Books, Websites, and Forums about the Anonymous Street Artist Banksy: Part Seven in an Eight-Part Banksy Series
Banksy’s art and the general controversy surrounding his work have had a remarkable effect on the world community. For the first time, a street artist has garnered the attention of the mainstream media, the art world, and the common person…not to mention other street artists.
(image via: Melfeasance)
With all that attention focused on his actions, it’s only natural that admirers have formed casual groups revolving around Banksy. They get together virtually to share locations and photographs of Banksy pieces, compare thoughts on various pieces, and speculate about the legitimacy of works attributed to Banksy.
(image via: Normko)
Some are well thought-out, intentional websites or sections of websites. Some are spontaneous discussions that pop up in the comments section of news stories or blog posts. And one is the official Banksy website, presumably endorsed by the artist himself. But whatever the source or origin, anything Banksy has a way of taking off and gaining huge popularity in no time at all.
(image via: Insite)
Such was the case with Banksy’s self-published books. The first one, Banging Your Head Against a Brick Wall, appeared in 2001. The short (54 pages) completely black-and-white book documents many pieces of Banksy art that will never be seen again. Since he was not “famous” at that time, most of his spray-can art was painted over or scrubbed off soon after it appeared. The pages of this book contain many otherwise-lost pieces of art, as well as the first words that most people had ever heard directly from Banksy. His humor and his critical take on the mainstream art world came through in the passages accompanying the art in the book.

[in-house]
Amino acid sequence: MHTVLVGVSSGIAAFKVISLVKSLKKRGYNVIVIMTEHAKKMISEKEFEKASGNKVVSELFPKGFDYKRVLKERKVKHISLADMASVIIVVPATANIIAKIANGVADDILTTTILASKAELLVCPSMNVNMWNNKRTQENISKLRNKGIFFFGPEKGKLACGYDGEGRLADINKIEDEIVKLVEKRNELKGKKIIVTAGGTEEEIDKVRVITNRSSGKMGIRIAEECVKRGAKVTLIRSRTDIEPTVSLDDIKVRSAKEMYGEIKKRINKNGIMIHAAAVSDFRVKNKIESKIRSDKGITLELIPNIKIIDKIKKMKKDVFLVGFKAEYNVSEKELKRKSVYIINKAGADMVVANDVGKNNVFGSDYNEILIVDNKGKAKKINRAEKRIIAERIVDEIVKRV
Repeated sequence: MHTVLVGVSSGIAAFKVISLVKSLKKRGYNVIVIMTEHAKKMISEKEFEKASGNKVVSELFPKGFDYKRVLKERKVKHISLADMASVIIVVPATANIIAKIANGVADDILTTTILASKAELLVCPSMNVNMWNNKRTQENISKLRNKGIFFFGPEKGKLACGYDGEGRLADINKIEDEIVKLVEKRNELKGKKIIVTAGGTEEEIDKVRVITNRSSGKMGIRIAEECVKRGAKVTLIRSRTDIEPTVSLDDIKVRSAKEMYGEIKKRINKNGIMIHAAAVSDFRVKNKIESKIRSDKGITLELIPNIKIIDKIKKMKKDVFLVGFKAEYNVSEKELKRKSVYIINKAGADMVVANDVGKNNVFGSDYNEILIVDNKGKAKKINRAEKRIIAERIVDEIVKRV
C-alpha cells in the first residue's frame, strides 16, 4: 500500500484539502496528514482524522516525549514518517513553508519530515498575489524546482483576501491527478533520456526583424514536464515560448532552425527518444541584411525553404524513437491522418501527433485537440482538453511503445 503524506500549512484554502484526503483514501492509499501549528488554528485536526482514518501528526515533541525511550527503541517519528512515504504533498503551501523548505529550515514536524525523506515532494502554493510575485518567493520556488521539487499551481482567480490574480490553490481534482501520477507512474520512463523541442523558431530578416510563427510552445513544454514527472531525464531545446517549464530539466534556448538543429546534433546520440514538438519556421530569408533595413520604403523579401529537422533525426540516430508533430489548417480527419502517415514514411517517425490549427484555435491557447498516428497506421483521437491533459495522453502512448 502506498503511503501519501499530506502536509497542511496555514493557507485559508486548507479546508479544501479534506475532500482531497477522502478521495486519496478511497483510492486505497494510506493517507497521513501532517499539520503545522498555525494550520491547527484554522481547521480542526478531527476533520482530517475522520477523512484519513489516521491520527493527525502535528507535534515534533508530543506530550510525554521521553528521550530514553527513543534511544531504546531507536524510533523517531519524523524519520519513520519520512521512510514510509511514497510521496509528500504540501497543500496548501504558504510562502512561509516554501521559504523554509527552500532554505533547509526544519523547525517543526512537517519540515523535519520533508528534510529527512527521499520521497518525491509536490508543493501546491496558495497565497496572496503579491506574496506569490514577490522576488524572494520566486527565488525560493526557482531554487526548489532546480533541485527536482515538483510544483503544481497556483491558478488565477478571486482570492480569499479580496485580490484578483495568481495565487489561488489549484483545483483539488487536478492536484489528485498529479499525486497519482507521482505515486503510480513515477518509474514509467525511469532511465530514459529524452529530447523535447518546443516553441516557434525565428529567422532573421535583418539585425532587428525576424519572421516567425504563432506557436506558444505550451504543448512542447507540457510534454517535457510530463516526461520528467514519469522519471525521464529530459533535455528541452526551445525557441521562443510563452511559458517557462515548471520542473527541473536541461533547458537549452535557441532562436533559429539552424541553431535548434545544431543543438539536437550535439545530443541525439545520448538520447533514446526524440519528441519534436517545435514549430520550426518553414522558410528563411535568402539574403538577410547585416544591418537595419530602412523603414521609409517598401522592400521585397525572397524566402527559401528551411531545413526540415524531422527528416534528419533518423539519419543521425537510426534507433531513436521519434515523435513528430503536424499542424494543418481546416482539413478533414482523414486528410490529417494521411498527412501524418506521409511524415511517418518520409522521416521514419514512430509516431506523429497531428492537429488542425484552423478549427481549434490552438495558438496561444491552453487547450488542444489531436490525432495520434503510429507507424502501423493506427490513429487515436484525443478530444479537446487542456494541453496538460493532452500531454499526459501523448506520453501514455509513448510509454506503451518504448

The next Banksy book to be published was Existencilism in 2002. In color this time, the second book again displays Banksy’s irreverent sense of humor and reveals a little more of his history through personal stories, such as his prior training as a butcher. The pages contain more street art along with original drawings and paintings.
(image via: Jules Lewis)
Cut it Out, published in 2004, was eagerly awaited by fans who had come to admire Banksy’s work. It was originally supposed to be published in 2003, but according to Banksy, “exciting legal reasons” were to blame for the delay. More photos are revealed in full color, including those of his adventures at various museums and several other pranks.
(image via: Beopenguin)
Wall and Piece, 2005, was the first Banksy-sanctioned book to be put out by a major publisher. Random House published this collection of old and new Banksy work, along with more of the graffiti guru’s trademark wit and social commentary. This is the first book of Banksy’s work to be released in hardcover, and at 192 pages it’s much longer than any of its predecessors.
(image via: Walt Jabsco)
Of course, Banksy isn’t the only one publishing books on Banksy. In 2006, Martin Bull published Banksy Locations and Tours: A Collection of Graffiti Locations and Photographs in London. It has since been re-released for 2007 and 2008. The pages contain somewhat of an alternative tour guide for London streets, naming street art and its locations. Although it focuses mainly on Banksy’s street art, mentions are also made of other notable graffiti by Faile, Shephard Fairey, Blek le Rat, and D*Face.
(image via: Luke Robinson)
The most recent book to come out about Banksy is Banksy’s Bristol: Home Sweet Home by Steve Wright, which was published in 2007. This is perhaps the most comprehensive book on the formative years of the anonymous street artist. A story is told in photographs about Bristol and the effect Banksy’s work has had on the city. It contains many never-before-seen photos of places and people who influenced Banksy’s earlier years.
(image via: Beopenguin)
The websites, forums, and books about Banksy have all served to distribute his art to an ever-increasing audience. The ephemeral nature of street art is defied in the pages of books and in the multitude of photographs snapped by interested passers-by and later posted on the Internet.